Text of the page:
Wring: I’m running 12 mixes, nine are wireless and three are hardwired. Most are stereo, so I’m able to give them a good audio image of the stage if they need it. I have different starting points depending on the size of room and we adjust from there. The most difficult thing has been using the Isomax microphones on some of the string section. They sound great but pick up so much sound off the P.A., even using hard EQ, and the highpass filter on the PM1D we’ve had a few problems, so some of the strings are using pick-ups and I EQ to the room. We also have a few wedges running certain mixes in case we have any frequency problems during the set and to add some “feel” to the stage.

That’s a lot of sound coming off the stage? What P.A. are you using?
We’re using the d&b J Series J8s and J12s for the main hang. We’ve got B2s running in CSA mode and Q1s and Q10s for fills. It’s an all-digital control signal chain with the Dolby Lake Processors at the heart of it. We time-align and tune with [SIA] Smaart, but find that we do the same very minimal EQ cuts each day regardless of venue. Some of our tuning is done using Rope, the d&b control software, to adjust the HFC and CPL settings for the Js. This provides a more cohesive EQ approach.

Alright, I can’t let the “45 open mics” go by. What kind of mics are you using?
For vocals, we have my favorite Sennheiser 935s across the board. The strings are using the Countryman IsoMax small-diaphragm condensers, and the clarinet is on a Sennheiser 441. There’s a large variety of Sennheiser (602 and 604s), Shure (57, Beta 57), AKG (414s) and Neumann (184s) on the drums and percussion. I’ve got a cheap Apex 105 ribbon mic on Conor’s guitar amp that a Canadian engineer friend turned me on to.

Do you have a specific mixing style for Bright Eyes, especially with them touring with a full band?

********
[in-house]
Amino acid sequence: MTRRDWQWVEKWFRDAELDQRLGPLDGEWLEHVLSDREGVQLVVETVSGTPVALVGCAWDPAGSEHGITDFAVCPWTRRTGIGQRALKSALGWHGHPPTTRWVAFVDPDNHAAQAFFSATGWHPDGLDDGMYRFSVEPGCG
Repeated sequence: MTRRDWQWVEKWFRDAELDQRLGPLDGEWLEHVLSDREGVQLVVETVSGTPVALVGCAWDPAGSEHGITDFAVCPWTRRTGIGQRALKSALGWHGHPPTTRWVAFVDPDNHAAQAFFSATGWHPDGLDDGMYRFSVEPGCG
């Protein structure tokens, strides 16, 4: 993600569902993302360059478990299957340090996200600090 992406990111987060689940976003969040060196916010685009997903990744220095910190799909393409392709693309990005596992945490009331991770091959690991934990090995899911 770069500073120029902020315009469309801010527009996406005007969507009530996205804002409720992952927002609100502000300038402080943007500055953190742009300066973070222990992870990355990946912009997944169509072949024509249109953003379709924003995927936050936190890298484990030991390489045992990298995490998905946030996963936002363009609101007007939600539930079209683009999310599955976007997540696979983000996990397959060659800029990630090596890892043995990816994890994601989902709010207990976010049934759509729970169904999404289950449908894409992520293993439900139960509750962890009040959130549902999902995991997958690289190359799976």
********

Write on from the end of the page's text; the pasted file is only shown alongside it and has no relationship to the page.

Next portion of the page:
Conor’s vocal comes first as his lyrics are the main focus of his audience. Beyond that, it’s always my goal to allow an audience member to be able to look at any single musician or instrument onstage and be able to pick them out from the mix at any time. Bright Eyes changes their lineup for every tour, so I try and keep a consistent sound and tone for the group over the years, even though almost everyone in the band, as well as instrumentation, changes from tour to tour. Whether it’s a string section, harp, vibes, double drummers, backing tracks, et cetera, it should always sound like Bright Eyes.

Wring: It’s always fun mixing Bright Eyes as it’s only ever the three core members—Conor Oberst, Mike Mogis and Nate Walcott—that are constant, so the instrumentation changes all of the time, so my mixing style has to adapt to the band. All the musicians are experienced and let me know what they need during the show and we have regular chats to see how we can make it the best it can be.

It’s nice to know you’ve got the support of sound company Eighth Day Sound.
They’ve been amazing supplying the best gear and support, as well as excellent techs. Our last tour we did without any techs since the budget didn’t allow for it, but the show required that we carry production. This tour has been a huge improvement as we’ve asked Eighth Day to supply an FOH/system tech, Demetrius Moore, and a monitor/stage tech, Alfonso Rettich. They’ve been great, and needless to say it’s been very helpful.

Wring: We have Brent Lind running stage and is a superb drum tech, and Philip Schaffart taking care of all the bands’ guitar needs. All these “cats” are the best and I would recommend them to anyone looking for people to tour with. Jacob makes Bright Eyes sound amazing and takes care of all our production so well; I feel privileged to be part of this lovely crew and to work with this very special band.

LISTEN: Must Play
Four Winds